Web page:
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On Vadim Tudor:. FW: Producer Jason Cohn, one of your colleagues, describes Vadim Tudor, the ultra-nationalist leader you interviewed, as a man who combines characteristics of Elvis and Hitler. Is he a buffoon? AC: He's certainly a threat, but he's neither as magnetic as Elvis nor as evil as Hitler. He's more of a clown in the Zhrinovski mold. He'll say anything that comes to his mind, especially if it's shocking or outrageous, and enjoys the reactions.
He does make a pretty good case against corruption and that finds a large audience. Unfortunately, he's mostly a populist demagogue. Nobody has any idea what he really thinks. Democracy in Romania bearing in mind this takes place in :. FW: In your book about the revolution, The Hole in the Flag, you report that elements of the Old Guard stage-managed the overthrow of Ceausescu and found ways to insinuate themselves into the new order. How democratic do you find Romania today? Who's in charge? AC: Good question. In my opinion, there are dozens of mini-mafias operating at every level of society.
Some of them have achieved a modus vivendi, others are out only for narrow pieces of the pie. They are giving Romania a reputation for untrustworthiness, alas. Happily, there are also extremely scrupulous and smart people who run various civic society projects, such as Ioana Avadani of the Center for Independent Journalism, terrific journalists, and graduates from Western universities who are going back and doing good work. I first came across Andrei Codrescu with the publication of his Mioritic Space which appeared at the beginning of The Disappearance of the Outside - his "manifesto for escape" - where he gave his own version of the Miorita folk-tale.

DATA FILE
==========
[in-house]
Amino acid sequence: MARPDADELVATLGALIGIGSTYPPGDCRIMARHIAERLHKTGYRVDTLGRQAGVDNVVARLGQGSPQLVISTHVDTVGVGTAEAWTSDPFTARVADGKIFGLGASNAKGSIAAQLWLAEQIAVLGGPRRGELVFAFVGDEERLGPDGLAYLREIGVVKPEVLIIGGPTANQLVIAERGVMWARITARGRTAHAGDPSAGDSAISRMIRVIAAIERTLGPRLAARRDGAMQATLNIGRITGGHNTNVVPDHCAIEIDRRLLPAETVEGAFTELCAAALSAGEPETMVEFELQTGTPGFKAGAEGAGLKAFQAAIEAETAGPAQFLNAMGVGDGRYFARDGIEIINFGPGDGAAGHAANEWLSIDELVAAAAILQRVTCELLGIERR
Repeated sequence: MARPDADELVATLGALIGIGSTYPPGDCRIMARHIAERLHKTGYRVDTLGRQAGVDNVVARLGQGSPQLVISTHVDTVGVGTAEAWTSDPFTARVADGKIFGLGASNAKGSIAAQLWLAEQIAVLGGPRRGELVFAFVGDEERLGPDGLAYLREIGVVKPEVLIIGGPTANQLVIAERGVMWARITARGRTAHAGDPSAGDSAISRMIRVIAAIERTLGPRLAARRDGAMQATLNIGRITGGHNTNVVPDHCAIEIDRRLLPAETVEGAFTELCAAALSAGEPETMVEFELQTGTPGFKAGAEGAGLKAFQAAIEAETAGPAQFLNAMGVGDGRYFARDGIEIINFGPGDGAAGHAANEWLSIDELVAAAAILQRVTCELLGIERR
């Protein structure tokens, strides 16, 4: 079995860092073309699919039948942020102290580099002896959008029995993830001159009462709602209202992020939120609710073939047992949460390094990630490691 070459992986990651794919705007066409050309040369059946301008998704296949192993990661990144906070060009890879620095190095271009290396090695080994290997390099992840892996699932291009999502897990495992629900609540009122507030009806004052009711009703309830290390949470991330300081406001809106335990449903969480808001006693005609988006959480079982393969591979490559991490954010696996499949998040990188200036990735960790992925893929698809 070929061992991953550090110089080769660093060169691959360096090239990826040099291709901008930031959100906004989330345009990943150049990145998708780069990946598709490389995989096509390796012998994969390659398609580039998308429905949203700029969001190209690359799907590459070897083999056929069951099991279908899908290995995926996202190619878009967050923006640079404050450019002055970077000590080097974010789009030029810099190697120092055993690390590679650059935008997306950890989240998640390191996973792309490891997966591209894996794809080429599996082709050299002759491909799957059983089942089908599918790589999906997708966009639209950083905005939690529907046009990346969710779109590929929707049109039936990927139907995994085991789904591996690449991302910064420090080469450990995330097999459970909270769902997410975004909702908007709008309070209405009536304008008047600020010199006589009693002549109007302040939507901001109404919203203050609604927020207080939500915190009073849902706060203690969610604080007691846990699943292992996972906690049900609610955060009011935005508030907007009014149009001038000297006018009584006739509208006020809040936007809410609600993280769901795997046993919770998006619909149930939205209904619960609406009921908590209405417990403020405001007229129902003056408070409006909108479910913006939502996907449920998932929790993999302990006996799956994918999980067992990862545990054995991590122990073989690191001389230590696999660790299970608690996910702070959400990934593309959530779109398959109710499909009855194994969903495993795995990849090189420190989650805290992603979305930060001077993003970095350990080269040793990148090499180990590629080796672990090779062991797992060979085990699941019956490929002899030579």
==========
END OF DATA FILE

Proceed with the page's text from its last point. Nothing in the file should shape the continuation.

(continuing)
It is not so much a philosophical piece as the childhood experience of hearing the story at aged ten from "a thousand-year-old shepherd wrapped in a cloak of smoke. He said that a long time ago, when time was an idea whose time hadn't come, when the pear trees made peaches, and when fleas jumped into the sky wearing iron shoes weighing ninety nine pounds each, there lived in these parts a sheep called Mioritza. The flock to which Mioritza belongs is owned by three brothers. One night, Mioritza overhears the older brothers plotting to kill the youngest in the morning, in order to steal his sheep.
The young brother is a dreamer, whose 'head is always in the stars. But, in tones as lyrical as they are tragic, the young poet-shepherd tells his beloved Mioritza to go see his mother after he is killed, and to tell her that he didn't really die, that he married the moon instead, and that all the stars were at his wedding[ There is no attempt to resist, no counterplot, no deviousness. Fate unfolds as foretold. The moon has a new husband, and the story must be known. Mioritza wanders, looking for the boy's mother.
But she tells everyone along the way the story as well. The murder was really a wedding, the boy married the moon, and all the stars were present [ She laments the death of her beloved with stories of the origin of the worlds.